It’s been all over the news lately that with the release of Lucasfilm’s Red Tails George Lucas plans on retiring from blockbuster, i.e. popular films. Lucas cites the hard time he had trying to get Red Tails financed by studios (before he wound up paying for most of the film himself) and hints at the bitter reaction from many fans over his Star Wars prequels. In a New York Times Magazine interview he states, “I’m retiring, I’m moving away from the business, from the company, from all this kind of stuff.”
But looking at this and other interviews, one can spot a loophole or two. He does not rule out a fifth Indiana Jones film, although the older Harrison Ford gets and the longer it takes for Lucas to approve a script the less likely that becomes. Then there is the Star Wars live-action series that he is still trying to get off the ground. That looks more likely since advancements in special effects will soon make it financially feasible for Lucas to produce film-quality episodes of his galaxy-spanning saga.
Actually, his so-called retirement isn’t exactly news. Back when Star Wars Episode III: Revenge of the Sith was released, Lucas said then that he wanted to move away from blockbuster films. And even further back when Return of the Jedi came out, he claimed back then he wanted to focus on small, experimental projects. For many fans still bitter about Jar Jar Binks and Indy surviving a nuke blast in a fridge that’s great news. Don’t let the door hit you on the way out George, they may be thinking. But to others this is sad news and cements the fact that there won’t be any future Star Wars films.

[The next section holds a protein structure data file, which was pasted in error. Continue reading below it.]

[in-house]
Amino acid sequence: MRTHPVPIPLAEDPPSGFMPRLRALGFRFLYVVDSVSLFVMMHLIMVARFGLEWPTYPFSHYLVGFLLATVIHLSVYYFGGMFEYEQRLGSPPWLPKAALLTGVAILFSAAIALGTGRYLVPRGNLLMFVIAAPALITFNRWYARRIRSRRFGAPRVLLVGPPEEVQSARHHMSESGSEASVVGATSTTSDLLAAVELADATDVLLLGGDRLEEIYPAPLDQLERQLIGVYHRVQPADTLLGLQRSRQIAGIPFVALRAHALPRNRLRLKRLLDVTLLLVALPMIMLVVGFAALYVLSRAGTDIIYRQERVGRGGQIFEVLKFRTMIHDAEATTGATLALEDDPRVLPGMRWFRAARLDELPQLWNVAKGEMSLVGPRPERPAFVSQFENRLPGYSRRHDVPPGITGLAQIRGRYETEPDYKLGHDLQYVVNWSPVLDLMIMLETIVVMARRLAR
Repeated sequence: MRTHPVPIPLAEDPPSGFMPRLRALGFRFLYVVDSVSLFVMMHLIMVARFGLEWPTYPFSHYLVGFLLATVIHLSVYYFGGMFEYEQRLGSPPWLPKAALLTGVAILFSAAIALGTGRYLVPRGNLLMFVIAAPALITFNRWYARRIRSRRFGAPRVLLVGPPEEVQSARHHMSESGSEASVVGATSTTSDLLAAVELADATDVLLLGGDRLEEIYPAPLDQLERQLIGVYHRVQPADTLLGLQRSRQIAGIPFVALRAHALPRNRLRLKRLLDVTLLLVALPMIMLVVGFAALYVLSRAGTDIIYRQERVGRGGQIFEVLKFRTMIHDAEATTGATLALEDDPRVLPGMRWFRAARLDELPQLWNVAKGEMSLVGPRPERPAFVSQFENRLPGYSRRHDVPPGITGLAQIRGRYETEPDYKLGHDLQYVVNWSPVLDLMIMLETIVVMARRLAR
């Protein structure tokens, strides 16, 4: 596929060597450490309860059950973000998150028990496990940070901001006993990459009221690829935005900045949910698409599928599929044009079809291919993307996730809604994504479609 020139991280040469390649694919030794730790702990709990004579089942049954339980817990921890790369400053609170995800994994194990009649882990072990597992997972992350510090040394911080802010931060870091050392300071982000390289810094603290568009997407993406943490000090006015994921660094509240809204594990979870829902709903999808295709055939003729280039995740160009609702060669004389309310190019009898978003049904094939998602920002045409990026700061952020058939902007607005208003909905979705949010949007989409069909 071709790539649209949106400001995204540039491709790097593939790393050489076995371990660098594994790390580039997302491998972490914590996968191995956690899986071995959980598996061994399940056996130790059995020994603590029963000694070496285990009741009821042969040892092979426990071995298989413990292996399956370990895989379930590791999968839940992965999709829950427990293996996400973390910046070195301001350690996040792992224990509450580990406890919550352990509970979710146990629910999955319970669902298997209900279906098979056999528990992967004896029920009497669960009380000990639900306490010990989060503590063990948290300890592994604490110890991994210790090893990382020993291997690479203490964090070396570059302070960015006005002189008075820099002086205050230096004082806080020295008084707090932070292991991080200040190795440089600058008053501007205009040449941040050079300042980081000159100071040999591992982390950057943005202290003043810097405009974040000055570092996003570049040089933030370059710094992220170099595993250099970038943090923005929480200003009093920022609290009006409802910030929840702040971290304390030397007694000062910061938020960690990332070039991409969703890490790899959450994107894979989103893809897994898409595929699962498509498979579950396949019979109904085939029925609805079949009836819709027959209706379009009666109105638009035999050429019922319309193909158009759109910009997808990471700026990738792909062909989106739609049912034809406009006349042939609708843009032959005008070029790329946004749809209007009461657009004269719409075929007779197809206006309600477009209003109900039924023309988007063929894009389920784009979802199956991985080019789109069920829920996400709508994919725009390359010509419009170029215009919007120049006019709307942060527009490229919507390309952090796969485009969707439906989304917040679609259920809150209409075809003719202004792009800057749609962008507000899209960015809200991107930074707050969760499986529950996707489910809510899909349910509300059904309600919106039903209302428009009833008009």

Then again, look at his earliest efforts, THX-1138 and American Graffiti. Many forget today that both films were quirky, experimental pieces of filmmaking but are rightfully considered classics today. That’s especially true with THX-1138 since even today the film is seen as an avant-garde film. Whereas American Graffit is seen as a more conventional film it actually helped introduce the storytelling narrative of the main characters going off on their individual tangents without a set plot. That is because this technique has been copied so many times since. So Lucas probably just wants to go back to his roots and make quieter, low-budget films. That’s fine, since he did a superb job in directing them and at this point in his career, being that he is set financially, he can now afford to do whatever he wants.
Oh by the way, don’t forget that along with THX-1138 his other early genre effort was a little-known film at that time about some kid running around in spaceships with aliens. Yes that was Star Wars, but it was considered to be a huge risk for 20th Century Fox and experimental. So don’t write George Lucas off just yet.
Lewis T. Grove
I’ll certainly still give him a chance, my love of the original Star Wars means he will always get a chance. The problem is I’ve built up insanely high standards for George Lucas, and it is doubtful he can live up to them.
Even Star Wars as a film pales in compassion to my nostalgic love of Star Wars.
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